The long awaited Dietary Guidelines for Americans (DGA) 2010 have been released! Back in June, we blogged about the completion of the Dietary Guidelines Advisory Committee report. This scientific report was written for the Federal government as the basis for developing the DGA. As previously mentioned, the DGA are updated every five years by the Secretaries of the United States Department of Agriculture and Health and Human Services. They form the basis of Federal nutrition policy, education, outreach, and food assistance programs used by consumers, industry, nutrition educators, and health professionals by providing advice for making food choices that promote good health, a healthy weight, and help prevent disease for Americans ages 2 and over.
So what’s recommended in 2010 (2011; yes, the release was a bit delayed)? Well, there are 23 key recommendations for all Americans and 6 recommendations for specific population groups (e.g., pregnant/breastfeeding women, older adults). Click here to read them. The two major themes are:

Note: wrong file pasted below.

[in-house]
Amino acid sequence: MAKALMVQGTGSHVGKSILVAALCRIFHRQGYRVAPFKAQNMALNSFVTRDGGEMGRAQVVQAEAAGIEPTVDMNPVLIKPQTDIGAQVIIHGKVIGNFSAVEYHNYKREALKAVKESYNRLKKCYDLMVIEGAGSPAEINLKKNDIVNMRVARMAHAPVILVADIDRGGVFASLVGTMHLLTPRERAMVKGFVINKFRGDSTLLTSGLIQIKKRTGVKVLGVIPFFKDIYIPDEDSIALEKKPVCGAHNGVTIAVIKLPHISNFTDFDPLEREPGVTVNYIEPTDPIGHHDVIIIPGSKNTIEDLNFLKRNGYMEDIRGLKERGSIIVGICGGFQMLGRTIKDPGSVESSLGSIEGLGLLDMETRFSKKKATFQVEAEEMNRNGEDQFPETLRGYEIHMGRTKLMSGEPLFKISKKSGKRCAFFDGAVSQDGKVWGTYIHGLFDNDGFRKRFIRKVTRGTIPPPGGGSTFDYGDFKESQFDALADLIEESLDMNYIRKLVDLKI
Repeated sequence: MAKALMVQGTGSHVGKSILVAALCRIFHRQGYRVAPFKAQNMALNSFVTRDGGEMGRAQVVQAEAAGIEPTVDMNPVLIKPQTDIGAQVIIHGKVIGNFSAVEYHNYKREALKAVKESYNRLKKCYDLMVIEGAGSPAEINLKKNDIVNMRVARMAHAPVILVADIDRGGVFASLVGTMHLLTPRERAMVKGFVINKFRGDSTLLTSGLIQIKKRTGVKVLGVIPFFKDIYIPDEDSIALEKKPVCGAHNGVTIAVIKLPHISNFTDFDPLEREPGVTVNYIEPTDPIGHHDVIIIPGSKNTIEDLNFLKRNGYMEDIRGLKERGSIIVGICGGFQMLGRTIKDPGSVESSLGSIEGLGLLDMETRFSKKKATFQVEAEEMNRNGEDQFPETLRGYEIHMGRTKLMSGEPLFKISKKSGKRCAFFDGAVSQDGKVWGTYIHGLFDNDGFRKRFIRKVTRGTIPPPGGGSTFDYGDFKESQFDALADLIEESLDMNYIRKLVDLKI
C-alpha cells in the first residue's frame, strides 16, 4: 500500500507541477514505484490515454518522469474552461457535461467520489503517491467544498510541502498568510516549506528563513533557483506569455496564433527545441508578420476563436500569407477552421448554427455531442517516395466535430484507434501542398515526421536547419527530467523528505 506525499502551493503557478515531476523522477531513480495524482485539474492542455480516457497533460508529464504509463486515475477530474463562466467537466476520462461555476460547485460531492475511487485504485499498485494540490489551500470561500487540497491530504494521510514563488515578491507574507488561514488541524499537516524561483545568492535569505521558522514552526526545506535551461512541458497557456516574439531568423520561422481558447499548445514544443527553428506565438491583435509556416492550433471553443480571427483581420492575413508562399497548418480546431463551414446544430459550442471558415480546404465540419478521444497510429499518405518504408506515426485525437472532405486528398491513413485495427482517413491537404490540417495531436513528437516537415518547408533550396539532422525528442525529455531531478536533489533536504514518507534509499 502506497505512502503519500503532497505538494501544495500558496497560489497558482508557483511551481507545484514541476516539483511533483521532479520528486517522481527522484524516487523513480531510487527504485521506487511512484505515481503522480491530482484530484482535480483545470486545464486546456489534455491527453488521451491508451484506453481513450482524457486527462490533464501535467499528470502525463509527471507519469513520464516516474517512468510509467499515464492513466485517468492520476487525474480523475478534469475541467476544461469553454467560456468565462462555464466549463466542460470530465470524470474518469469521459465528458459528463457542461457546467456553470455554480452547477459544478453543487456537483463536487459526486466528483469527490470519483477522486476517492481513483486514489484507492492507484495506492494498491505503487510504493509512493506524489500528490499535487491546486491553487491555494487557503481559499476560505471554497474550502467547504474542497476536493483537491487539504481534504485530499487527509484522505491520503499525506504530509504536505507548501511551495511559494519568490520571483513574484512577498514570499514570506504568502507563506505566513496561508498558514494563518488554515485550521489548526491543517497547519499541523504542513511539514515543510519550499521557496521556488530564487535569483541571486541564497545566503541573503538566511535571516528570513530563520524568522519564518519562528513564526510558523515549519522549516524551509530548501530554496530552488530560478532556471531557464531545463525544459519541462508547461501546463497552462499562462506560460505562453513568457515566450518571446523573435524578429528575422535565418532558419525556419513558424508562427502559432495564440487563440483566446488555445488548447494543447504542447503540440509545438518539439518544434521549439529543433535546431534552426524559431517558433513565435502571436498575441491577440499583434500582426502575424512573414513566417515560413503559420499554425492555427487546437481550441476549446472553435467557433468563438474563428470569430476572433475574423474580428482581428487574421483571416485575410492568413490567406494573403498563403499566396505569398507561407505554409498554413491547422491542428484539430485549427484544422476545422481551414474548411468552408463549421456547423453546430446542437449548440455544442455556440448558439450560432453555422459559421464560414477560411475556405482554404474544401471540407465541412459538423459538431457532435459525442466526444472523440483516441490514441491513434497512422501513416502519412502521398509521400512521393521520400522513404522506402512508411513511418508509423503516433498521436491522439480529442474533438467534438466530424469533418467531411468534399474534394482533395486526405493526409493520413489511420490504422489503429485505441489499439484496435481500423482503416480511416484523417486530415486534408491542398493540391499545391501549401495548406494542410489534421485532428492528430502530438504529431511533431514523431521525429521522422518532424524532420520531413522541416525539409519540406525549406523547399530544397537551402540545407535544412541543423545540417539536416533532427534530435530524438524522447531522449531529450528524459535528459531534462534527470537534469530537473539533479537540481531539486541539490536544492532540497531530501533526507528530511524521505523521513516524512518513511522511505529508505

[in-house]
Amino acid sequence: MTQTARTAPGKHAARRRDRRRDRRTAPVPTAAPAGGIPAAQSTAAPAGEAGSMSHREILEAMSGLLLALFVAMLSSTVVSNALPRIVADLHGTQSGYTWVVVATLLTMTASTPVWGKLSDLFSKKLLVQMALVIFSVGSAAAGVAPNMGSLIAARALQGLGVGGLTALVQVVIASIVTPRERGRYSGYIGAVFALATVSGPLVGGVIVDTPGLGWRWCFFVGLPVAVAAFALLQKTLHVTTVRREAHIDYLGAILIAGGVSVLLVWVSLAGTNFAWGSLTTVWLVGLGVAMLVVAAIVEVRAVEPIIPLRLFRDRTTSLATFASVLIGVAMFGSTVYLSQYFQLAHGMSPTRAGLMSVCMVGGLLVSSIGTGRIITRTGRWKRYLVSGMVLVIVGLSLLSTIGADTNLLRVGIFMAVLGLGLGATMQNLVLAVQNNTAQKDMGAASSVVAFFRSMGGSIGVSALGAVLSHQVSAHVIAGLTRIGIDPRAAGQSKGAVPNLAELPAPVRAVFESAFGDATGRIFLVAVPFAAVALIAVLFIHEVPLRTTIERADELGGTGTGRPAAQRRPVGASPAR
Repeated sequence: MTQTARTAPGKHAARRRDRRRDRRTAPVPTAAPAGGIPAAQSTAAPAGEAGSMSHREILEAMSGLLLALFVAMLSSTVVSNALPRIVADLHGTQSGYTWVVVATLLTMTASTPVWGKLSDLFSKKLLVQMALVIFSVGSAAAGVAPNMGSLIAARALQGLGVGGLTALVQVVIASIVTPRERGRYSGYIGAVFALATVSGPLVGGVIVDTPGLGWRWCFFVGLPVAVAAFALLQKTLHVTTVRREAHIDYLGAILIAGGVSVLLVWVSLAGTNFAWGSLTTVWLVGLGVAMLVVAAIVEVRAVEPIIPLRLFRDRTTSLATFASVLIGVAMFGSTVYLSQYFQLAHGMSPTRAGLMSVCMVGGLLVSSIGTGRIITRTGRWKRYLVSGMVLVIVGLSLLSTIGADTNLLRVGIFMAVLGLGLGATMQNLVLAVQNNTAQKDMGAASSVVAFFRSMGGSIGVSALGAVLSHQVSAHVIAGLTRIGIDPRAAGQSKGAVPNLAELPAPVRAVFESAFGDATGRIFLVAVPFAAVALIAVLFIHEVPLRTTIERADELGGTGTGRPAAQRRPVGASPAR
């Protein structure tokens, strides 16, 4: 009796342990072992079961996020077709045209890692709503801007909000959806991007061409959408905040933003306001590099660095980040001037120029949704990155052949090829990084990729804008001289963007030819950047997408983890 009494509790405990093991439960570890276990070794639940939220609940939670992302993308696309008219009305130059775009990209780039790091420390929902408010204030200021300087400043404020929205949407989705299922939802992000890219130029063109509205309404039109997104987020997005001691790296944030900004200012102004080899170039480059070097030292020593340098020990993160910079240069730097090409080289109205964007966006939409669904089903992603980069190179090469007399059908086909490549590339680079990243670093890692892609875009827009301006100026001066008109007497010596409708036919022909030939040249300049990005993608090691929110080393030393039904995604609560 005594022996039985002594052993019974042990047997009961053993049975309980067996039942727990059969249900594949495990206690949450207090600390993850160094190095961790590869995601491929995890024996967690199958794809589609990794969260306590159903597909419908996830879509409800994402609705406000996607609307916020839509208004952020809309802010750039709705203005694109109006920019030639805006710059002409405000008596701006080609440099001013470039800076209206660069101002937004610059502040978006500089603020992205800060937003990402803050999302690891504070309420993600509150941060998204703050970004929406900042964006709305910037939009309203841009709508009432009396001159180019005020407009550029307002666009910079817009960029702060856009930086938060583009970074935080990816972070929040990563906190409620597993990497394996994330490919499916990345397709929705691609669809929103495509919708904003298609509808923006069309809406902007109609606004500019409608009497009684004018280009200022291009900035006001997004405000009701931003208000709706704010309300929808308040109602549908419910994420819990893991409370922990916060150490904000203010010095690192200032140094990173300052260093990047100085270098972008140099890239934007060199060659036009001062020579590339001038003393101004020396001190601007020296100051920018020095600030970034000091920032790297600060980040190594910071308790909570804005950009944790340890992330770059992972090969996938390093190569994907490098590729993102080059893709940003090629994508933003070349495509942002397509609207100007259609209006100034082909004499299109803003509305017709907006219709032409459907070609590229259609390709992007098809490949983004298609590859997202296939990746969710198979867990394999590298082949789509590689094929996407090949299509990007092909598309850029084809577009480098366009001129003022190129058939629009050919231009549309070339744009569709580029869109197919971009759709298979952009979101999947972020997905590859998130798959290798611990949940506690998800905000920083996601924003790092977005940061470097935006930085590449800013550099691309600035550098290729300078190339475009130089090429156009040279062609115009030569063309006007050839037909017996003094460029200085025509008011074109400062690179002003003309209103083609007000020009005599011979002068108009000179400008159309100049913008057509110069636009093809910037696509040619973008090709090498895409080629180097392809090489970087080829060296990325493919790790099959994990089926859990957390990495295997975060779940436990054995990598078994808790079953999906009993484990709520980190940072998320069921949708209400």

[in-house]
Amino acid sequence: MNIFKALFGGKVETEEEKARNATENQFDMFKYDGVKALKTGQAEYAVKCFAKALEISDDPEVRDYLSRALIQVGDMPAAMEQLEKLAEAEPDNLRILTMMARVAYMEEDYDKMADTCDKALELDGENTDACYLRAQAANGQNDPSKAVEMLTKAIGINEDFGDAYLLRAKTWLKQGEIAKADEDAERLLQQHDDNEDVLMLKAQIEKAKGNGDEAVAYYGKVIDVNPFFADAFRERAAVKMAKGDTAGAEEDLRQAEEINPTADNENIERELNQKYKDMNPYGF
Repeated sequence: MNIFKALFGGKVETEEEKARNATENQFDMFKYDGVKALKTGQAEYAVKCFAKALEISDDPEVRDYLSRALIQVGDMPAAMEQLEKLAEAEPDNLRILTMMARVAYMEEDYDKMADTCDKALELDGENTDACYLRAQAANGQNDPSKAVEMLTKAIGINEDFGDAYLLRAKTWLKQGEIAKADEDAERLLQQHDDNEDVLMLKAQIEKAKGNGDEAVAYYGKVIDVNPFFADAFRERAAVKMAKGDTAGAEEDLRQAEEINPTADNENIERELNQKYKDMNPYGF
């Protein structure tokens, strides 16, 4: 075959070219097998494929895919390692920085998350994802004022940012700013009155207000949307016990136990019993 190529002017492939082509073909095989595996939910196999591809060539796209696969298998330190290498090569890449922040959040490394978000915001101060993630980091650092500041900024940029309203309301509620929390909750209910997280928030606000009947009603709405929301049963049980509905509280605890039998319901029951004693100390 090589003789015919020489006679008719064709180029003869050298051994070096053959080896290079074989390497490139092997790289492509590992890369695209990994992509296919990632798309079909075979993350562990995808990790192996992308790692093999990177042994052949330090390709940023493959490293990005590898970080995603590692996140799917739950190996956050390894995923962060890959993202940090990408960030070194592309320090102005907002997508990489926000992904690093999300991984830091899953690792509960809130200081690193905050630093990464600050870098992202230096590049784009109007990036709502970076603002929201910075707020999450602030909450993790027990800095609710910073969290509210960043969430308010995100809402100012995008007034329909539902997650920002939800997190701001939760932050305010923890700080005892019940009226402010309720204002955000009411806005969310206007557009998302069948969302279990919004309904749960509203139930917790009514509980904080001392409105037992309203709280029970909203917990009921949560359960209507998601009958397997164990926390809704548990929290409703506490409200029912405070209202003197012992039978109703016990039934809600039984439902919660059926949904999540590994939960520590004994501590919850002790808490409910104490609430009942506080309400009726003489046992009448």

Also, the DGA recommend that nutrient needs should be met primarily through consuming foods (vs. fortified foods and dietary supplements) and that following a healthy eating pattern like the USDA Food Patterns (MyPyramid) and DASH (Dietary Approaches to Stop Hypertension) Eating Plan is the best way to meet individual dietary needs.
Sound like a lot of the same? Here are a few specific differences from the DGA 2005:
And here are some controversies I’ve heard:
While I agree that these new DGA are not earth shattering, I do think they provide significant updates like focusing on weight management and acknowledging barriers to healthy eating in our environment. The 95-page policy document is hefty to print out but contains great resources for health professionals working with clients on improving eating habits. Numerous charts including, “Top 25 Sources of Calories Among Americans,” “Three Ways to Make at Least Half of Total Grains Whole Grains,” and “Key Consumer Behaviors and Potential Strategies for Professionals” provide easy-to-read and share information that is both important and interesting.
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